"It requires a variety of instruments, only one small part of which is airstrikes. I'm not predicting those will occur in Syria, at least not by the United States of America. But it requires the application of all of the tools of national power -- diplomatic, economic, information, military," he told reporters Thursday.
Graham said the United States must do everything it can to defeat ISIS, even if that means U.S. ground troops become engaged.
"If our military commanders tell us that we need ground forces to defeat ISIL, which is a threat to the United States, so be it," he said.
But Sen. Jack Reed of Rhode Island, the only Democrat to appear on the Sunday shows to talk about ISIS, pushed back against the idea that U.S. troops should enter into another ground war.
"The most effective use of our force is not putting troops on the ground, but using capable troops like Kurds with (U.S.) airstrikes," Reed said.
Threat to the United States
The Republican lawmakers said their calls for expanded military action are justified because ISIS poses an "imminent threat" to the United States.
"We should, in my view, look at ISIL as a direct threat to the United States," Graham said, using the alternate name for ISIS.
Graham's assessment mirrors all of the other top Republicans who appeared on political talk shows Sunday, who insisted that ISIS is capable of committing an attack on U.S. soil.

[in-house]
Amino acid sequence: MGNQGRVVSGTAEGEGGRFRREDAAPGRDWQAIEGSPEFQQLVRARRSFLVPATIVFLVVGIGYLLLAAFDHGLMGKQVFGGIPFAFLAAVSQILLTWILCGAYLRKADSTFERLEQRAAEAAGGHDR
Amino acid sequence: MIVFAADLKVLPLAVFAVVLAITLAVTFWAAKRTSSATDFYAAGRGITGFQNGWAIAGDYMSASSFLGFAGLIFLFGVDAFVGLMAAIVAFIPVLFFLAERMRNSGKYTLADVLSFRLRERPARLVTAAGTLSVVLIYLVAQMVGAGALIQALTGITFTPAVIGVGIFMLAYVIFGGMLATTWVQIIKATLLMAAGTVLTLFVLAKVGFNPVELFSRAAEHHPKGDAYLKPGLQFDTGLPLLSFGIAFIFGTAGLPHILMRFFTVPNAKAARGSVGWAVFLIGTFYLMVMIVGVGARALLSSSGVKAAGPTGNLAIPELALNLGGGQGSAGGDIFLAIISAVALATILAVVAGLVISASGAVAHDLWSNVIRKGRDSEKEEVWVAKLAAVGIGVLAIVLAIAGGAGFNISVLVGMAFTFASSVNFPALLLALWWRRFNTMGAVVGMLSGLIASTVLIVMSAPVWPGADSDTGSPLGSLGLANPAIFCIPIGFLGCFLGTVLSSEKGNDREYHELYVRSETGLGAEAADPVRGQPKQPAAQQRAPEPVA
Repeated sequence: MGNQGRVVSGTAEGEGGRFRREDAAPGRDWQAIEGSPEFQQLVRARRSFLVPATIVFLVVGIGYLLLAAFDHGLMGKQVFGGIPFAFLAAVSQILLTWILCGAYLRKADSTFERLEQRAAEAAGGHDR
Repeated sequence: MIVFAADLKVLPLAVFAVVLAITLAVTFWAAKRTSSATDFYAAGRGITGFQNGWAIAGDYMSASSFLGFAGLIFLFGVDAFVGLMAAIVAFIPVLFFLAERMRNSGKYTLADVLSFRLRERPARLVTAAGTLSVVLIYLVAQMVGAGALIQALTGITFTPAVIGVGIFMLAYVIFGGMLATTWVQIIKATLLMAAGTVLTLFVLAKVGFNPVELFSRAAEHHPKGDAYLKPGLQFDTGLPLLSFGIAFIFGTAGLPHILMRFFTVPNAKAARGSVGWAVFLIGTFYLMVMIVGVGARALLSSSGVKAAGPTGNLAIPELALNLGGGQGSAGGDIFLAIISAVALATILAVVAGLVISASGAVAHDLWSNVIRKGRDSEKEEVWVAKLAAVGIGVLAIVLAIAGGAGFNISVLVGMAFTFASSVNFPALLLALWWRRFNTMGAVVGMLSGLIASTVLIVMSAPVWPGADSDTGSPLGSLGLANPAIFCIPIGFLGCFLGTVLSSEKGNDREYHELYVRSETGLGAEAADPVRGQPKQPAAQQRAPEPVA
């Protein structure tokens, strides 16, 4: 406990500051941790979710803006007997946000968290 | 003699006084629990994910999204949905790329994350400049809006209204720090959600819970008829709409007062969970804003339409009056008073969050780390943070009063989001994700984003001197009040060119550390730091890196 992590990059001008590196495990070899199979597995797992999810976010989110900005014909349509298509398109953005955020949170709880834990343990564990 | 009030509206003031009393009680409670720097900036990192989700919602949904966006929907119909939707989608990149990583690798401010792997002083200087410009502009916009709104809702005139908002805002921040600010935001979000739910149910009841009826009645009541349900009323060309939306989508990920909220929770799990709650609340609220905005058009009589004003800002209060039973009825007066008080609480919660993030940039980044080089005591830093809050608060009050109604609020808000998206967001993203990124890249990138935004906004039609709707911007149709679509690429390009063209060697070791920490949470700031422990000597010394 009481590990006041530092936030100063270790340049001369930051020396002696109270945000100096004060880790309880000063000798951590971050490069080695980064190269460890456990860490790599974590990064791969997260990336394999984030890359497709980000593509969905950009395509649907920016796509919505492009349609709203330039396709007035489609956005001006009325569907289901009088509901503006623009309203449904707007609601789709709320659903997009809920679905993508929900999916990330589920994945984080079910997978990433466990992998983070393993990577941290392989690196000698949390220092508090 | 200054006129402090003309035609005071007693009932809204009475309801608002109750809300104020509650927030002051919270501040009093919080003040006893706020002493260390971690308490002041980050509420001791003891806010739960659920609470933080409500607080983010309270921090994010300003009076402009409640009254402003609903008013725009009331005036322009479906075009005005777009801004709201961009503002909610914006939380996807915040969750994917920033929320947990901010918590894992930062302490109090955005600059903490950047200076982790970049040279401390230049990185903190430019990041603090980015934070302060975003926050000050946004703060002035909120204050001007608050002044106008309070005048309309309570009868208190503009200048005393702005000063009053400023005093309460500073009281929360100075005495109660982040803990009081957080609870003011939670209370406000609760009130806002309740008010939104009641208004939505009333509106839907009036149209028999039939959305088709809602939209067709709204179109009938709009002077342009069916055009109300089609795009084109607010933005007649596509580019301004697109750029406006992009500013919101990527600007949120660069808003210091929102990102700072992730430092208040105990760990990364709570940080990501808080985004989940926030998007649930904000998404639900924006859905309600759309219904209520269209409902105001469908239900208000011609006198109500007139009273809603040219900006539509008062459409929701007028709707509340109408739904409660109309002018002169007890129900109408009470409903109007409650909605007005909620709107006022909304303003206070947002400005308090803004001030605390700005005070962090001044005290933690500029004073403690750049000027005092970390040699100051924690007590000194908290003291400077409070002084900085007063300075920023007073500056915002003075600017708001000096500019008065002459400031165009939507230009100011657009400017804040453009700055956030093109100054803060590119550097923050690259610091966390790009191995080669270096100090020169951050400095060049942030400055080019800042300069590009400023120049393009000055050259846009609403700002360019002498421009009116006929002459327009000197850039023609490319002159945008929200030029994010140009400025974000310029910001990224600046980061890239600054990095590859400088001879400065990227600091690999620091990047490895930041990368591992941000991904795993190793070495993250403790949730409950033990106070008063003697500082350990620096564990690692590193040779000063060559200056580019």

"I do think they present the greatest threat we've seen since 9/11," Rep. Michael McCaul, R-Texas, said on ABC's "This Week."
Top military officials issued dire warnings about the severity of ISIS and their mission but stopped short of saying ISIS posed an immediate, direct threat to the United States.
Dempsey described their mission as "apocalyptic," and Hagel called the threat "imminent ... to every interest we have."
McCaul, the chairman of the House Homeland Security Committee, said he believes an attack on the U.S. is in the works.
"They would love more than nothing else to hit the United States of America," he added.
Rep. Mike Rogers, Michigan Republican and chairman of the House Intelligence Committee, said the estimated 100 ISIS fighters who are American citizens and "thousands" that hold European passports make it easy for the trained militants to enter into the United States.